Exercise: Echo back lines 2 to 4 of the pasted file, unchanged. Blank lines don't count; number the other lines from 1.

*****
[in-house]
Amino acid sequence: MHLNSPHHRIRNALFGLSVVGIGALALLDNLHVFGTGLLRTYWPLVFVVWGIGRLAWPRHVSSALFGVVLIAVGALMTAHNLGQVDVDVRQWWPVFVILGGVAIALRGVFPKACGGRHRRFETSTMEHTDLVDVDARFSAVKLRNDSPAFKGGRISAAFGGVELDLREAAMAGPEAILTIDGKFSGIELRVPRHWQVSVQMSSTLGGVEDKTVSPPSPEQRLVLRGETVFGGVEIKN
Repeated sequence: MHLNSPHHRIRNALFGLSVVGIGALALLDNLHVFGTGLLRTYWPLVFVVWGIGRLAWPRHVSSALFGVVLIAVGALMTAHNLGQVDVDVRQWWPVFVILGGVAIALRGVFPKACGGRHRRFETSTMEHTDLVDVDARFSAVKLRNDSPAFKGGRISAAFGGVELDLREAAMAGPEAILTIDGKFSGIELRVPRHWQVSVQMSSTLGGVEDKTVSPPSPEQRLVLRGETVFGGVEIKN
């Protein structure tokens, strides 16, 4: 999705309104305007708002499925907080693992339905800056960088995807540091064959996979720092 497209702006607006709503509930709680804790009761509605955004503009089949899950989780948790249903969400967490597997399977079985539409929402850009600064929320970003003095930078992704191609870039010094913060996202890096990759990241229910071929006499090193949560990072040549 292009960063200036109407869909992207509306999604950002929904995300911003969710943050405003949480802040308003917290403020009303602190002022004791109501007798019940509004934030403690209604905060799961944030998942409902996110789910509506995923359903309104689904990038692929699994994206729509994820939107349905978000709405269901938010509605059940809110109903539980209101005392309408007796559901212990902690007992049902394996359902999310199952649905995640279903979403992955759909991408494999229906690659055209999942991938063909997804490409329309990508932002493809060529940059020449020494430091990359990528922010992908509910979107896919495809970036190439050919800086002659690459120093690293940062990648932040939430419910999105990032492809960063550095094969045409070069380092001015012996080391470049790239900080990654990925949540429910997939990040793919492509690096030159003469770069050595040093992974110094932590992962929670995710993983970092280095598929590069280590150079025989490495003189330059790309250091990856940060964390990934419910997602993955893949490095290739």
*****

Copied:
Amino acid sequence: MHLNSPHHRIRNALFGLSVVGIGALALLDNLHVFGTGLLRTYWPLVFVVWGIGRLAWPRHVSSALFGVVLIAVGALMTAHNLGQVDVDVRQWWPVFVILGGVAIALRGVFPKACGGRHRRFETSTMEHTDLVDVDARFSAVKLRNDSPAFKGGRISAAFGGVELDLREAAMAGPEAILTIDGKFSGIELRVPRHWQVSVQMSSTLGGVEDKTVSPPSPEQRLVLRGETVFGGVEIKN
Repeated sequence: MHLNSPHHRIRNALFGLSVVGIGALALLDNLHVFGTGLLRTYWPLVFVVWGIGRLAWPRHVSSALFGVVLIAVGALMTAHNLGQVDVDVRQWWPVFVILGGVAIALRGVFPKACGGRHRRFETSTMEHTDLVDVDARFSAVKLRNDSPAFKGGRISAAFGGVELDLREAAMAGPEAILTIDGKFSGIELRVPRHWQVSVQMSSTLGGVEDKTVSPPSPEQRLVLRGETVFGGVEIKN
């Protein structure tokens, strides 16, 4: 999705309104305007708002499925907080693992339905800056960088995807540091064959996979720092 497209702006607006709503509930709680804790009761509605955004503009089949899950989780948790249903969400967490597997399977079985539409929402850009600064929320970003003095930078992704191609870039010094913060996202890096990759990241229910071929006499090193949560990072040549 292009960063200036109407869909992207509306999604950002929904995300911003969710943050405003949480802040308003917290403020009303602190002022004791109501007798019940509004934030403690209604905060799961944030998942409902996110789910509506995923359903309104689904990038692929699994994206729509994820939107349905978000709405269901938010509605059940809110109903539980209101005392309408007796559901212990902690007992049902394996359902999310199952649905995640279903979403992955759909991408494999229906690659055209999942991938063909997804490409329309990508932002493809060529940059020449020494430091990359990528922010992908509910979107896919495809970036190439050919800086002659690459120093690293940062990648932040939430419910999105990032492809960063550095094969045409070069380092001015012996080391470049790239900080990654990925949540429910997939990040793919492509690096030159003469770069050595040093992974110094932590992962929670995710993983970092280095598929590069280590150079025989490495003189330059790309250091990856940060964390990934419910997602993955893949490095290739």